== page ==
New York, NY, August 15, 2014 – Industrial Sonomechanics, LLC (ISM), a research and development, equipment design and process consulting firm specializing in high-intensity ultrasound for liquid processing, today announced that the United States Patent and Trademark Office has issued US Patent 8,651,230 covering major improvements in the company’s Barbell Horn Ultrasonic Technology (BHUT). The patent corresponds to an International Patent Application No.: PCT/US2008/068697 and is expected to soon be issued in Europe, the rest of North America, South America and Asia. The patent describes a novel and superior method of transmitting acoustic energy into liquid media during ultrasonic cavitation-mediated processes, such as crude oil desulfurization, the production of nanocrystals and nanoemulsions, pigment de-agglomeration and dispersion, the manufacture of emulsified and biological fuels, liquid degassing, waste water purification, plant oil extraction, cell disruption and many more. ISM’s BHUT-based high-intensity ultrasonic liquid processors are currently employed by pharmaceutical, cosmetic, chemical, waste water, food and beverage, ink, paint, coating, wood treatment, metalworking, nano-composite, pesticide, petroleum and alternative fuel, and other industries.
“This patent is an essential component of our intellectual property portfolio,” said ISM’s President, Alexey Peshkovsky, Ph.D. “It delivers a much-awaited breakthrough in the field of industrial-scale ultrasonic liquid processing, which is critical for a wide variety of applications”.
Liquids exposed to high-intensity ultrasound undergo acoustic cavitation, producing violent and asymmetrically imploding vacuum bubbles and causing micro-jets that create extreme mechanical shear forces. These forces are responsible for the well-known ability of ultrasound to facilitate many physical and chemical processes. Research shows that in most situations full advantage of this effect can be taken only when high ultrasonic vibration amplitudes (about 70 - 100 microns) can be produced, leading to the generation of acoustic cavitation of sufficient intensity. Such extreme conditions require the use of high-gain acoustic horns (also called sonotrodes, waveguide radiators and probes), which amplify vibration amplitudes of ultrasonic transducers and deliver the ultrasonic energy to the processed liquids.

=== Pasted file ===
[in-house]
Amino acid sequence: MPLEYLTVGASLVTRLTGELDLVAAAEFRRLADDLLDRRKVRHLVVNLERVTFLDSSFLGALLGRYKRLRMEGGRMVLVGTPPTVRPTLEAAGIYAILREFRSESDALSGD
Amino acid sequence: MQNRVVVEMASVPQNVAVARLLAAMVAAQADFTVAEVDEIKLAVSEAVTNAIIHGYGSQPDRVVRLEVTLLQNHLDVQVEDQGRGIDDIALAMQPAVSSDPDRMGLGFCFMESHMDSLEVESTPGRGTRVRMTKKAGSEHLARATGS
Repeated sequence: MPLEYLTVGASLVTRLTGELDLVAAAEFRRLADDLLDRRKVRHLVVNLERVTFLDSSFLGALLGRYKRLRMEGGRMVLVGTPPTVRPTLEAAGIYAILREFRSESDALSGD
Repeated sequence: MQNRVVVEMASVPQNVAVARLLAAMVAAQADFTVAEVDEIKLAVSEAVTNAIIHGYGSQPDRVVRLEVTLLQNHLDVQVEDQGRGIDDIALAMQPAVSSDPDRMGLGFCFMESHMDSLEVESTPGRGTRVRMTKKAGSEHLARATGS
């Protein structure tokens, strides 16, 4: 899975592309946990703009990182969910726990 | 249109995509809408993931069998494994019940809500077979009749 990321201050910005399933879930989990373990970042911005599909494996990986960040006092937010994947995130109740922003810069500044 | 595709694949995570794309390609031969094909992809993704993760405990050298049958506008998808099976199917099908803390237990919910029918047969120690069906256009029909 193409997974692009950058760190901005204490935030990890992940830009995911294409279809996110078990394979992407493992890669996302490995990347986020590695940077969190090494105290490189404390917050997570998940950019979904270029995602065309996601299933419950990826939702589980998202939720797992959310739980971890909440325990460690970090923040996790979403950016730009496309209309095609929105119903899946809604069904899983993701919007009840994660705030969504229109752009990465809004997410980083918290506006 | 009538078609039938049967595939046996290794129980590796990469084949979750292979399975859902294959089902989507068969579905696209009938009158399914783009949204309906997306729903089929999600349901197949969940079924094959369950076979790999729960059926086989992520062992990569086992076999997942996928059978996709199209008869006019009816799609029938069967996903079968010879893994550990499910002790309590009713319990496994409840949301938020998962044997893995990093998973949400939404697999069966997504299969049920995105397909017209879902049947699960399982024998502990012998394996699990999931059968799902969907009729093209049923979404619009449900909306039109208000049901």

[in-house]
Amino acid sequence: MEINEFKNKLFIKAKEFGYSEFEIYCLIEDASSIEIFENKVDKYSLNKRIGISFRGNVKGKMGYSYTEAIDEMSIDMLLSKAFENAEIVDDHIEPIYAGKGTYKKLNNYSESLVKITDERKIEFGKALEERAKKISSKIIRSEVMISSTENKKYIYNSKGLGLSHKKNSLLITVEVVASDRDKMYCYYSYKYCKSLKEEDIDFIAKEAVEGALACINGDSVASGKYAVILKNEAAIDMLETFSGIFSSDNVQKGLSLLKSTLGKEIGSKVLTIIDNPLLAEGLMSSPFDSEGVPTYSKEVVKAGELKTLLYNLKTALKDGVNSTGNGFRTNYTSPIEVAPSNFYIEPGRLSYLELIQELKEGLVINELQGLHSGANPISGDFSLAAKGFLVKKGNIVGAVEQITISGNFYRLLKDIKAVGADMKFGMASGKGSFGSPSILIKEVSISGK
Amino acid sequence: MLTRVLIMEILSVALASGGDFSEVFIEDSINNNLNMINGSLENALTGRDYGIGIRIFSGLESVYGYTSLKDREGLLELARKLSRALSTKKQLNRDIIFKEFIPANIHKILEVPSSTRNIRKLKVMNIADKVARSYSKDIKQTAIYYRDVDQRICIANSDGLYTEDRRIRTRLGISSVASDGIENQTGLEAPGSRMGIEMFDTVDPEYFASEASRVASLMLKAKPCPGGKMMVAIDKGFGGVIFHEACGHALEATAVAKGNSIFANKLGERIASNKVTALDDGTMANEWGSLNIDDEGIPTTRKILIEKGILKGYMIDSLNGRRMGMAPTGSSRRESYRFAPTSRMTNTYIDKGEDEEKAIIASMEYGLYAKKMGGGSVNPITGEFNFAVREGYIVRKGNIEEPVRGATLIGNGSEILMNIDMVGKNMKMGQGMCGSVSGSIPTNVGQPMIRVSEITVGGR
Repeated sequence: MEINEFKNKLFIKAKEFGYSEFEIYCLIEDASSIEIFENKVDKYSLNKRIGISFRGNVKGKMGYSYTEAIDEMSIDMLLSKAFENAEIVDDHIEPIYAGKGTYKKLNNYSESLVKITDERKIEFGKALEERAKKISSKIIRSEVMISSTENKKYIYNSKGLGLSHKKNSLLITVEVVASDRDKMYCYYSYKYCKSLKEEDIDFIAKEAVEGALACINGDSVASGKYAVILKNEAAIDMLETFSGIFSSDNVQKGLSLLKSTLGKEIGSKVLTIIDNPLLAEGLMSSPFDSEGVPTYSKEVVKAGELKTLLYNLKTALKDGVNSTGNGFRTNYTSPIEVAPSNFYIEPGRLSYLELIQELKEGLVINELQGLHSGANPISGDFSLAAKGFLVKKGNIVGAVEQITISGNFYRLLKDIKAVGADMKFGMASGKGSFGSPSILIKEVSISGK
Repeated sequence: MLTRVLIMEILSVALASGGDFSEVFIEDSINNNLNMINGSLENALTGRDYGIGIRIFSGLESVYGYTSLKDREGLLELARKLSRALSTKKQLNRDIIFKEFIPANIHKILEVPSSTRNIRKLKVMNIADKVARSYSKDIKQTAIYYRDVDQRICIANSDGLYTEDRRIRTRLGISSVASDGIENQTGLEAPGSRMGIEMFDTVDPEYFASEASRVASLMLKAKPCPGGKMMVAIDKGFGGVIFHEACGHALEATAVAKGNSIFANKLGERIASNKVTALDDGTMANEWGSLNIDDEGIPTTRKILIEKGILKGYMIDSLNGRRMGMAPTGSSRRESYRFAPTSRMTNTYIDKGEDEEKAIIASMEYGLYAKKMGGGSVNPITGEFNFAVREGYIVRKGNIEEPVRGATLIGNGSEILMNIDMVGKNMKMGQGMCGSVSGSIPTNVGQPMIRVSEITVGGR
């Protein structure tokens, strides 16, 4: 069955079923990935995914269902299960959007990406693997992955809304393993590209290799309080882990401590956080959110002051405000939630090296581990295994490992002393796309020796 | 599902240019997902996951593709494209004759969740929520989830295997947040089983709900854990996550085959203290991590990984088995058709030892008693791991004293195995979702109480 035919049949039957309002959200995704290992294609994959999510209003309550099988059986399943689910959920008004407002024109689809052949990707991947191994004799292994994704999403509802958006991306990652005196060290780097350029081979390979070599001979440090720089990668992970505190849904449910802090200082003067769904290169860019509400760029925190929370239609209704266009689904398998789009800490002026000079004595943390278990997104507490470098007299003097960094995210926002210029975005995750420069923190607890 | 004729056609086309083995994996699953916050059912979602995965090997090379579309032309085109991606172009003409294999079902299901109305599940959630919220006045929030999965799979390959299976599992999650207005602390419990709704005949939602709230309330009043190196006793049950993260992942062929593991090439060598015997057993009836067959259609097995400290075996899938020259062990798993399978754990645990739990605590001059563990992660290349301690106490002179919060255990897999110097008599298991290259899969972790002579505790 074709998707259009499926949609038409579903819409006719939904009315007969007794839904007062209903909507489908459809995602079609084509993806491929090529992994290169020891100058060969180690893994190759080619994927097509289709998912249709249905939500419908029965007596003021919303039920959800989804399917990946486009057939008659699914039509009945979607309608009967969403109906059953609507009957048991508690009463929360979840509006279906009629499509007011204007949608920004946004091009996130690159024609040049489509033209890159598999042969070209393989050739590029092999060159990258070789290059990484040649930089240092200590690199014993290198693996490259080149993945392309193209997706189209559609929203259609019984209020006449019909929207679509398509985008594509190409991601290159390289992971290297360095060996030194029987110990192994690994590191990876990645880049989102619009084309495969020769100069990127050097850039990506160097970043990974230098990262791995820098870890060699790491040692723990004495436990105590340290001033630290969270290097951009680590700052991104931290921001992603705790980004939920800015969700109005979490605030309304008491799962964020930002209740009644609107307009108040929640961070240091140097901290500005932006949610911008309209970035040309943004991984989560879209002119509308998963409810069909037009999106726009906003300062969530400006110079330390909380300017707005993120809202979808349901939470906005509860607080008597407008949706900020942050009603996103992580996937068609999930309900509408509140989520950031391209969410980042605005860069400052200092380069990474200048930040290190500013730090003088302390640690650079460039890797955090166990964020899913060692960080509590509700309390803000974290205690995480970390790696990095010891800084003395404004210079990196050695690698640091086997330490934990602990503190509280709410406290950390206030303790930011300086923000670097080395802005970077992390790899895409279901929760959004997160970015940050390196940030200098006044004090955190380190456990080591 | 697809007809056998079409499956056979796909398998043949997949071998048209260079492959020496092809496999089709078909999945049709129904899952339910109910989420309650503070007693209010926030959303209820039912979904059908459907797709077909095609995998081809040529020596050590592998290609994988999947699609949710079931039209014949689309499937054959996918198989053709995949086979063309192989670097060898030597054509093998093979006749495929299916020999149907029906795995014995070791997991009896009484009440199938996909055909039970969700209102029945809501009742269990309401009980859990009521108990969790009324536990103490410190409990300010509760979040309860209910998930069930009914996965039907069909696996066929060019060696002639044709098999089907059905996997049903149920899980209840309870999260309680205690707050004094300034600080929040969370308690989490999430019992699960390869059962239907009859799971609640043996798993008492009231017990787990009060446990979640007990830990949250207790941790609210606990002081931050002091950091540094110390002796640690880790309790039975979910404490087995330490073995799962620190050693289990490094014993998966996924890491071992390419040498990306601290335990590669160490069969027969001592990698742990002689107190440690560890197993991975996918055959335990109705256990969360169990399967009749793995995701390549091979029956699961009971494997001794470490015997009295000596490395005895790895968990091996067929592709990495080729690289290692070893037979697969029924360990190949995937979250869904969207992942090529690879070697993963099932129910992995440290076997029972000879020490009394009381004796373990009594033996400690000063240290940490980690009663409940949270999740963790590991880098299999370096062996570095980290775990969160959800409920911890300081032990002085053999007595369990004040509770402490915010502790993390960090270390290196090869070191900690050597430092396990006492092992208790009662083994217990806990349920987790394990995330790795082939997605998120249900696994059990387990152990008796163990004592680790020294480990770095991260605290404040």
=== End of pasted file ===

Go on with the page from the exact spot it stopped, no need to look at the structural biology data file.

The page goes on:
Conventional ultrasonic systems comprise acoustic horns that reduce their diameters in the output direction and can only provide high ultrasonic amplitudes when their output tips are small. Process scale-up requires switching to horns with larger output tip diameters, able to output the ultrasonic energy into greater volumes of processed liquids while still maintaining high amplitudes. If, however, the output tip diameter of a conventional horn is increased, its maximum vibration amplitude becomes significantly lower and insufficient for most processes. The use of conventional high-amplitude ultrasonic processors is, therefore, limited to laboratory investigations that cannot be scaled-up without sacrificing the quality of the final product.
This fundamental limitation of conventional ultrasound has been successfully overcome by ISM’s Barbell Horn Ultrasonic Technology, which enables horn designs where amplitude amplification and output tip size are independent variables. Barbell Horns developed by ISM are able to provide extremely high ultrasonic amplitudes while retaining large output tip diameters. Commercial-scale ultrasonic systems that operate at high amplitudes can, therefore, be constructed, which opens up the possibility to directly scale up any high-amplitude ultrasonic process and bridge the gap between laboratory research and its industrial implementation.
“Our technology is free from scale-up limitations of conventional ultrasound, making it possible to implement laboratory accomplishments in the production environment”, said ISM’s Commercial Director, Jeffrey Meyer. “We are confident that ISM’s patent portfolio, combined with its know-how, will provide our products with long-term market exclusivity”.
The recently issued patent describes an ultrasonic liquid processor, equipped with a reactor chamber (flow cell) and a compatible Barbell Horn or its derivative, which provides significant processing intensification. The enhancement arises from the ability of the reactor chamber to direct all treated liquid through the highly active ultrasonic cavitation region located near the surface of the horn as well as from several improvements in the Barbell Horn design, which significantly increase its longevity, amplitude and output surface area.